Diabetic Retinopathy


Diabetic retinopathy is the most common cause of blindness in working adult Americans. It affects approximately 50% of all patients with diabetes. It is more common in patients with Type I insulin dependent diabetics, but is also very common in patients with Type II diabetes. The high sugar levels in the blood in diabetes can be toxic to the small blood vessels throughout the body, and in the retina can cause ischemia (loss of blood flow), hemorrhages, and diabetic macular edema (swelling in the retina). In advanced cases, this ischemia can cause new abnormal blood vessels to grow in the retina or elsewhere in the eye, causing proliferative diabetic retinopathy (PDR). This is an ominous condition that can often lead to retinal detachment, pain, glaucoma, and blindness.

Fundus photo of proliferative diabetic retinopathy (PDR). Note microaneurysms, dot blot hemorrhages, ghost vessels, and fronds of neovascularization elsewhere.

Mid phase fluorescein angiogram image in PDR highlighting neovascularization of the disc and elsewhere. Note extensive capillary drop out and filling defects as well.

Risk factors for development of diabetic retinopathy are duration of disease, poor control of diabetic sugar levels (as measured by HbA1c), high blood pressure, high cholesterol. Diabetic retinopathy can also worsen during pregnancy.


Clinical Exam

Your doctor will do a complete eye exam including a dilated examination to look for diabetic changes including abnormalities of the blood vessels, swelling in the retina, evidence of ischemia, or any new blood vessels or scar tissue in the retina. Diabetes can cause hemorrhages in the retina or lipid deposits, and can cause damage to the blood vessels in the retina.


Your doctor may order fundus photography to document the level of diabetic retinopathy. Optical coherence tomography (OCT) scans can be a valuable tool to assess for macular swelling and assess response to any needed treatments. Patients may also require fluorescein angiography (FA) to assess the health of the retinal circulation and blood vessels. In this test, dye is injected into a peripheral vein in the patient’s arm, and then retinal photos are taken as the dye circulates through the retinal vessels. The dye is made from plant material, is generally safe, and is different from dyes used for CT or MRI scans. Fluorescein angiography can help categorize the level of diabetic retinopathy and can help guide treatment strategy.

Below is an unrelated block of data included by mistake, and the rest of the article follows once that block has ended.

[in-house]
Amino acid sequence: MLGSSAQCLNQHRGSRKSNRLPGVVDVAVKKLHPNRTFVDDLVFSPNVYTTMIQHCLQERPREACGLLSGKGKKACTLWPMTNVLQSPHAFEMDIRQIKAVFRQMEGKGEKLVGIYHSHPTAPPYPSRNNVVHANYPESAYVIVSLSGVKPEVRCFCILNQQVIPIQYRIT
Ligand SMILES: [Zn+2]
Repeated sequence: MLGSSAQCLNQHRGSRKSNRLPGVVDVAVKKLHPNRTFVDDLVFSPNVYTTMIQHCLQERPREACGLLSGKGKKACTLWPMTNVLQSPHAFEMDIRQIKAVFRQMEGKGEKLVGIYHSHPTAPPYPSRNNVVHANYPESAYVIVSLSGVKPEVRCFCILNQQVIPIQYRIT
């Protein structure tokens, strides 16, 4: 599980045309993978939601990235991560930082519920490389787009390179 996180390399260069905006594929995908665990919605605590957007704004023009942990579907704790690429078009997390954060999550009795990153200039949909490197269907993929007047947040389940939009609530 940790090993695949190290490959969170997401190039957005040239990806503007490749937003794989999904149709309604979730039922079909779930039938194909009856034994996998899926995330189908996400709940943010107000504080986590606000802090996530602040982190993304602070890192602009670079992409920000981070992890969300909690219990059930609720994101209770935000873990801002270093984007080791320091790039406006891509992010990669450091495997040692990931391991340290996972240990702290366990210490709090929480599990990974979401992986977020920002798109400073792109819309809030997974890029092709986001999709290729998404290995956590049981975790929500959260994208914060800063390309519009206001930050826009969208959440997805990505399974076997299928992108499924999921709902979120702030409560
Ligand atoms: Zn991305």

Anti-VEGF medicines can be given during a short office procedure. These medicines have been shown to decrease leakage from the damaged blood vessels in diabetic retinopathy and help prevent growth of new abnormal blood vessels. Clinical trials have shown that with frequent dosing, after years of treatment the changes from diabetic retinopathy can actually be reversed in many patients. The three drugs in this class are bevacizumb (Avastin), ranibizumab (Lucentis), and aflibercept (Eylea). Dosing schedules are individualized to the patient, and can be variable.


Intraocular injections of steroids have also shown to be effective in treating the swelling related to diabetic retinopathy. Steroids have a different side effect profile, including the potential for increased intraocular pressure which can lead to glaucoma and potential for increased cataract progression. These side effects are often treatable.


Laser treatments to the retina are commonly used to treat diabetic retinopathy. Focal laser can be used to treat macular swelling in certain circumstances to help prevent vision loss. Light laser pulses are applied to the diseased areas of the macula in the office.
In proliferative diabetic retinopathy (PDR), many patients require panretinal photocoagulation (PRP) laser, where many laser spots are placed around the periphery of the retinal to help reduce the ischemic burden on the retina and prevent potentially visually damaging complications such as detachment or glaucoma.


Diabetic retinopathy is a common finding in diabetic patients. All patients with diabetes need dilated eye exams at least once a year to monitor for these changes. Your doctor can help determine how often you need to return for examination, and treat you if needed. In addition to taking your medicines as prescribed, patients should attempt to keep their blood sugars and blood pressures under control. Keeping physically active and a weight loss regimen can be helpful for some patients. We counsel our patients to stop smoking if applicable. For some patients, not all of their vision loss can be reversed. However, your doctor can help you optimize your visual potential.